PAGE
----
Commencement speeches: Help wanted
It must be nice to attend a school that scores incredible commencement speakers year after year. There is, after all, no more exciting time for college students than commencement. It is then, surrounded by their friends and family, that the sacrifices they have made to their brains and livers over four years finally pay off.
And for thousands of students across the country, the headline moment is when a big-name personality speaks to students directly, pushing them to excel and do great things.
Just think: Harvard’s 2008 graduating class landed Harry Potter author J.K. Rowling to deliver their commencement address. Last academic year, those that graduated from George Washington University had First Lady Michelle Obama, New York University had Alec Baldwin and Tulane University had Anderson Cooper.
This university, however, is about as good at attracting interesting commencement speakers as it is accommodating student drivers. Year after year, it seems, students patiently await the announcement of who will headline their graduation ceremony. They mull over whether it will be someone awesome, such as political satirist Jon Stewart or the U.S. president, or if it will be someone incredibly boring, like every previous speaker.
As was announced last week, those seniors lucky enough to be graduating this winter will hear the inspiring words of a lawyer (and “activist”) from Baltimore. His name is Craig Thompson, and you have never heard of him. Thompson is an alumnus, has hosted a radio show, works for a major law firm and was named one of the state’s 60 most influential people by The Daily Record, a newspaper you’ve also never heard of.
According to senior government and politics major Emily Burke, chairwoman of the commencement speaker committee, Thompson was the first person the committee asked, claiming the members were attracted to his activism and involvement. Surely it was a thrill for Thompson to receive the invitation, but good grief — a lawyer from Baltimore sets the bar?
Winter commencement has a long history of being the ugly and pathetic sibling of spring commencement. Last year, seniors not only had their ceremony postponed due to a ridiculous amount of snow, they were also subjected to listening to the vice president of a company that builds bombs. A few years before that, the CEO of the United Way of America lulled students to sleep. And before that, the committee picked a professor, as if students don’t have to listen to them enough as it is.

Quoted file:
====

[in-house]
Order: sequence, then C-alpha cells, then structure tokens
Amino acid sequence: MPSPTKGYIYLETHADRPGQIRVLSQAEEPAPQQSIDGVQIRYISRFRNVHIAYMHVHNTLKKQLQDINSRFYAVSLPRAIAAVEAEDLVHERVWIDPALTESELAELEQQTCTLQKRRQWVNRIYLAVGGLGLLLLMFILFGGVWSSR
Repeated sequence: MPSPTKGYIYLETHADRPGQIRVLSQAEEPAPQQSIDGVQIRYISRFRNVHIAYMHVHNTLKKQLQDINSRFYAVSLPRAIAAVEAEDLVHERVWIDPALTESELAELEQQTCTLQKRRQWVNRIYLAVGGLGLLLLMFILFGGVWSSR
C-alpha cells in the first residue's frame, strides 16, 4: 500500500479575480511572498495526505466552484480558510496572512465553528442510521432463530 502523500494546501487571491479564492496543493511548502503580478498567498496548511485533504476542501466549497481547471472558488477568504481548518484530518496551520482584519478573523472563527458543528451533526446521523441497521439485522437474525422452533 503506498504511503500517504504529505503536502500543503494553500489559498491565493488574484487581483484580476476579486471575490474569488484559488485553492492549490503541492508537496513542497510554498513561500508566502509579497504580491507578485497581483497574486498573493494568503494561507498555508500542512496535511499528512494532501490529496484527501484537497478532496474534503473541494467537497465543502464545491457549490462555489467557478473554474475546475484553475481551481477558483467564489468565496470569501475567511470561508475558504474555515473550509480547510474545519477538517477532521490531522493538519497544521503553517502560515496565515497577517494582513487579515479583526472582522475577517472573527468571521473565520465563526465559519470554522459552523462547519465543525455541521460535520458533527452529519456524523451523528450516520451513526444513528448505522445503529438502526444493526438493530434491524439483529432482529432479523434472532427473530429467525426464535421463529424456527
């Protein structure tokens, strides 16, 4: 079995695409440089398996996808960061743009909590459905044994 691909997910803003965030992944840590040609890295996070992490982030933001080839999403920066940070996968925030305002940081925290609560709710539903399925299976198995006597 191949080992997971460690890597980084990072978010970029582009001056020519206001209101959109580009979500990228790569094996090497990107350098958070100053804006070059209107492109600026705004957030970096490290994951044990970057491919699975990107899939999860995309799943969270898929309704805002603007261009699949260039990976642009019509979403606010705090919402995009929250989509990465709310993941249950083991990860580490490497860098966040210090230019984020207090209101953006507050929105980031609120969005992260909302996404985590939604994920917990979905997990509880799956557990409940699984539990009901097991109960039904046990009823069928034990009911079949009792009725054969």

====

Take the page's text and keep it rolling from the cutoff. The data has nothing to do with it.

Spring commencement tends to bode a bit better, but not by much. Last May, while the Silver Fox was gracing Tulane’s graduating seniors with his presence, this university’s seniors were listening to Victoria Kennedy, whose only relevance was that her late husband — Sen. Ted Kennedy (D-Mass.) — had just died. While her speech was just as generic as any other commencement speech, it was hard not to wonder if we could have done the least bit better.
Students do have alternative options, though. YouTube provides a plethora of commencement speeches recorded from all over, allowing students to find a favorite and pretend it is their own. Nevertheless, in the long run, whatever bigwig (or nobody in this university’s case) speaks at commencement is irrelevant. Their lofty words about going out into the world as model citizens and pursuing one’s dreams are overused, overwrought and forgotten almost as quickly as they are spoken. A well-off business owner or lawyer may provide a nice success story, but they are far from memorable.
And that, it seems, should be the committee’s ultimate goal: selecting someone memorable. For students, the selection of someone who has garnered a name for themselves based on their ability to make people laugh, cry or think should hold some sway. It is who they are that is remembered, not necessarily what they say. The committee has once again failed to meet that goal this semester, and students have once again been cheated out of a suitable commencement speaker.
Alas, in the end, I suppose there is always YouTube.
Justin Snow is a senior history major. He can be reached at snow at umdbk dot com.
Originally published in The Diamondback.